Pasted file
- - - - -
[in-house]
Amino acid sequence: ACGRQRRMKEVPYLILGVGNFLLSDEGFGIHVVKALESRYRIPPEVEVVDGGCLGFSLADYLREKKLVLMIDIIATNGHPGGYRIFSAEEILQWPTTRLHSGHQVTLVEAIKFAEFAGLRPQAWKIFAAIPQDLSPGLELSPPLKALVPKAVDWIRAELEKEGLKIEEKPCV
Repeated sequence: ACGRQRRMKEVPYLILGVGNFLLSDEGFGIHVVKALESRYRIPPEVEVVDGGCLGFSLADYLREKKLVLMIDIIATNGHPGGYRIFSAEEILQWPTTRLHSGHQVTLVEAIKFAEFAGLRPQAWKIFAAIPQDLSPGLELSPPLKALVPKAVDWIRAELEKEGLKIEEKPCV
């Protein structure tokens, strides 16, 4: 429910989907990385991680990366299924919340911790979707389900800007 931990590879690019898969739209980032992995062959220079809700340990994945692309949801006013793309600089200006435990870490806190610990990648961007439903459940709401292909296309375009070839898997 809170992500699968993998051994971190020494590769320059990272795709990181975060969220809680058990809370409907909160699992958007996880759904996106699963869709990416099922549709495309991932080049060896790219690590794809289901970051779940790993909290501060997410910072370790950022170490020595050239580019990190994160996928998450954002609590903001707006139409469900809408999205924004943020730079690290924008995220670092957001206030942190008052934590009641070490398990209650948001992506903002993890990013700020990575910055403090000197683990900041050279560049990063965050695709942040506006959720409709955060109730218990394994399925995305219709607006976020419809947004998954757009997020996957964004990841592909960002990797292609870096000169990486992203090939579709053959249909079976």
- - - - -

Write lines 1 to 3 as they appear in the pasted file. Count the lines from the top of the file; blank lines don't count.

[in-house]
Amino acid sequence: ACGRQRRMKEVPYLILGVGNFLLSDEGFGIHVVKALESRYRIPPEVEVVDGGCLGFSLADYLREKKLVLMIDIIATNGHPGGYRIFSAEEILQWPTTRLHSGHQVTLVEAIKFAEFAGLRPQAWKIFAAIPQDLSPGLELSPPLKALVPKAVDWIRAELEKEGLKIEEKPCV
Repeated sequence: ACGRQRRMKEVPYLILGVGNFLLSDEGFGIHVVKALESRYRIPPEVEVVDGGCLGFSLADYLREKKLVLMIDIIATNGHPGGYRIFSAEEILQWPTTRLHSGHQVTLVEAIKFAEFAGLRPQAWKIFAAIPQDLSPGLELSPPLKALVPKAVDWIRAELEKEGLKIEEKPCV